WASHINGTON (Apr. 9)
Despite Iraq’s best efforts, it appears that at least for now, oil and politics will not mix.
Iraq announced this week that it would suspend its oil exports for a month to protest Israel’s military offensive into Palestinian areas.
But other OPEC members rejected a similar move, and observers here predicted that the oil weapon would not succeed in shifting American public or political support for Israel.
The Iraqi move comes as the U.S. Senate is set to renew its debate over an energy bill that could focus on decreasing America’s dependence on foreign oil.
When Arab OPEC members used an oil embargo as a weapon in 1973 it backfired, and it is unlikely this time as well that Israel will be blamed for any potential fears of long lines at the U.S. gas pumps or the already-rising gas prices.
“In the 70s, public opinion did not turn against Israel, it actually went against the Arab side,” said Martin Raffel, associate executive director for the Jewish Council for Public Affairs.
The U.S. Energy Department announced Monday that the summer average for gas pump prices is expected to be the third highest on record, after 2001 and 2000.
U.S. crude oil and gasoline inventories are still above last year’s levels but they are expected to decline through the summer.
While the price of a barrel rose this week after the Iraqi announcement, Saudi Arabia and Kuwait, both OPEC members, said they would not join any Iraqi boycott.
A cutoff in oil supplies is not the same threat it once was, said Phil Baum, former executive director of the American Jewish Congress and now a special adviser to the group on world affairs.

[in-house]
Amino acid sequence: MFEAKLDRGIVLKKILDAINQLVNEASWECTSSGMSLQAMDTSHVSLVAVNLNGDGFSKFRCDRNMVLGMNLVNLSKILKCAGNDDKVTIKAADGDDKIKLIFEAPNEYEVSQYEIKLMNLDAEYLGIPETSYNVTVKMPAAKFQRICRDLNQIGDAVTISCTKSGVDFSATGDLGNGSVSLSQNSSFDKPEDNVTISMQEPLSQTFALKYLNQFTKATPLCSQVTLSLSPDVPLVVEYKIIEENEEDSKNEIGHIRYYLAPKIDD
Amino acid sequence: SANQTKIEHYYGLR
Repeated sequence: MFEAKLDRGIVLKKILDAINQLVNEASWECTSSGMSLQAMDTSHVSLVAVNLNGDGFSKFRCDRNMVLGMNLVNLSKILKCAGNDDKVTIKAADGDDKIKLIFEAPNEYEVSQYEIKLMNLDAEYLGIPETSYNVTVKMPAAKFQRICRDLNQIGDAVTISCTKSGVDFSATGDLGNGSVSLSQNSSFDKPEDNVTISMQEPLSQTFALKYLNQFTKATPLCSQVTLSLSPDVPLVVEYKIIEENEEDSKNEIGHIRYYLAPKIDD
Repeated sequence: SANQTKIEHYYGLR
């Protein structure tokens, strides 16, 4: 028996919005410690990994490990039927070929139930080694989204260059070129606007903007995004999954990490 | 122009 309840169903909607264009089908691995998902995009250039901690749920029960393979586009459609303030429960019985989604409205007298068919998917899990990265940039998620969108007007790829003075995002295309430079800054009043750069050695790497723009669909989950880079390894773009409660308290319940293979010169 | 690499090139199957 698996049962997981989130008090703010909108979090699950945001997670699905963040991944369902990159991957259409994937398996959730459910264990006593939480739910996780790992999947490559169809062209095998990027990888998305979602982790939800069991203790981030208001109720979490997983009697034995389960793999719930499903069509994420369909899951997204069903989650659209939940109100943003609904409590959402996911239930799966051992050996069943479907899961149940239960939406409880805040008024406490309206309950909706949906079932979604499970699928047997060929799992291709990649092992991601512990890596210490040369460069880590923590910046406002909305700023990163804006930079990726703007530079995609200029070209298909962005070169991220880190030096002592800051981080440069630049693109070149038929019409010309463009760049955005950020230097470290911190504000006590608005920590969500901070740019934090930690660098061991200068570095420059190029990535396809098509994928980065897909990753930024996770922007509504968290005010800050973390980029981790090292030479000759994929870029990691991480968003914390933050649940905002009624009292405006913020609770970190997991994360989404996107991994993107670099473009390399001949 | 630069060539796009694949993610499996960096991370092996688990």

People are aware of U.S. moves toward other energy options and also are aware of Saddam Hussein’s regime.
“The anger will be against him, not Israel,” Baum said.
One of the more contentious parts of the congressional debate over energy policy is whether to allow drilling in an Alaskan wildlife refuge, a policy that may gain more support in light of the Iraqi boycott.
Pro-drilling advocates maintain that only a part of the Alaskan National Wildlife Refuge will be disturbed, but environmentalists claim pipelines will extend across the entire coastal plain and hurt wildlife and indigenous populations.
Some Jewish groups oppose drilling in the refuge, a few support it and others sidestep the issue and focus on the general message of reducing U.S. dependence on foreign oil.
The Jewish community has been concerned about foreign oil dependence for a long time but drilling in the reserve will not resolve the problem, said Mark Jacobs, executive director of the Coalition on the Environment and Jewish Life.
“There is no reason to change one’s position on drilling in the Arctic as a consequence of Iraq’s threat,” he said. “This is a long-term issue and the primary way to solve it is through energy conservation.”
The U.S. House of Representatives already passed a bill that includes drilling in the refuge.
A reliable oil supply is needed to help protect American economic interests, but the situation in the Middle East should not be used as an argument for drilling in the Arctic refuge, he said.